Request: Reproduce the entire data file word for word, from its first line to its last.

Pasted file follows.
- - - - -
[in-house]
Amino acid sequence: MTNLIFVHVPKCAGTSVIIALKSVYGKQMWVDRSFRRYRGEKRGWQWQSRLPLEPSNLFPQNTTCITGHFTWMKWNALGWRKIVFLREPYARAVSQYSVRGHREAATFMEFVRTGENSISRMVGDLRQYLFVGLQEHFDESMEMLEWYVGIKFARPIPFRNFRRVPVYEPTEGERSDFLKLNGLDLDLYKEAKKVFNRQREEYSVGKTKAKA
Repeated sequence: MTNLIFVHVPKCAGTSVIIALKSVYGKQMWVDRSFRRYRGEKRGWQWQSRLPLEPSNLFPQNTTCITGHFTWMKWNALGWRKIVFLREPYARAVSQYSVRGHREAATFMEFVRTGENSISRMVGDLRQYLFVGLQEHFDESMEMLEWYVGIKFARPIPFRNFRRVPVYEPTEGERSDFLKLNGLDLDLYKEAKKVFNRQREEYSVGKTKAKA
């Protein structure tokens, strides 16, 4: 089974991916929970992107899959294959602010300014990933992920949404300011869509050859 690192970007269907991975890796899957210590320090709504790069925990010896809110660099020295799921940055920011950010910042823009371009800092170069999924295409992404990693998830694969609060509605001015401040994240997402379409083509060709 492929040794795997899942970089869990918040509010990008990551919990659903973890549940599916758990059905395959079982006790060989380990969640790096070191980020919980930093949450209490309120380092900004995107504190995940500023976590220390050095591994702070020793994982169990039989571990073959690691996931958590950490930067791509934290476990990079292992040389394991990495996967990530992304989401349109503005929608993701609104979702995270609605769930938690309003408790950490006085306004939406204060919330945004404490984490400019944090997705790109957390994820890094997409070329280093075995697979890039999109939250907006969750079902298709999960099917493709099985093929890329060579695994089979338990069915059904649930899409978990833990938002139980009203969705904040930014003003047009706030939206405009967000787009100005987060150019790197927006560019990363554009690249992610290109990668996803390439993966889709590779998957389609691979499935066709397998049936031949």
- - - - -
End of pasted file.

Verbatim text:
[in-house]
Amino acid sequence: MTNLIFVHVPKCAGTSVIIALKSVYGKQMWVDRSFRRYRGEKRGWQWQSRLPLEPSNLFPQNTTCITGHFTWMKWNALGWRKIVFLREPYARAVSQYSVRGHREAATFMEFVRTGENSISRMVGDLRQYLFVGLQEHFDESMEMLEWYVGIKFARPIPFRNFRRVPVYEPTEGERSDFLKLNGLDLDLYKEAKKVFNRQREEYSVGKTKAKA
Repeated sequence: MTNLIFVHVPKCAGTSVIIALKSVYGKQMWVDRSFRRYRGEKRGWQWQSRLPLEPSNLFPQNTTCITGHFTWMKWNALGWRKIVFLREPYARAVSQYSVRGHREAATFMEFVRTGENSISRMVGDLRQYLFVGLQEHFDESMEMLEWYVGIKFARPIPFRNFRRVPVYEPTEGERSDFLKLNGLDLDLYKEAKKVFNRQREEYSVGKTKAKA
């Protein structure tokens, strides 16, 4: 089974991916929970992107899959294959602010300014990933992920949404300011869509050859 690192970007269907991975890796899957210590320090709504790069925990010896809110660099020295799921940055920011950010910042823009371009800092170069999924295409992404990693998830694969609060509605001015401040994240997402379409083509060709 492929040794795997899942970089869990918040509010990008990551919990659903973890549940599916758990059905395959079982006790060989380990969640790096070191980020919980930093949450209490309120380092900004995107504190995940500023976590220390050095591994702070020793994982169990039989571990073959690691996931958590950490930067791509934290476990990079292992040389394991990495996967990530992304989401349109503005929608993701609104979702995270609605769930938690309003408790950490006085306004939406204060919330945004404490984490400019944090997705790109957390994820890094997409070329280093075995697979890039999109939250907006969750079902298709999960099917493709099985093929890329060579695994089979338990069915059904649930899409978990833990938002139980009203969705904040930014003003047009706030939206405009967000787009100005987060150019790197927006560019990363554009690249992610290109990668996803390439993966889709590779998957389609691979499935066709397998049936031949």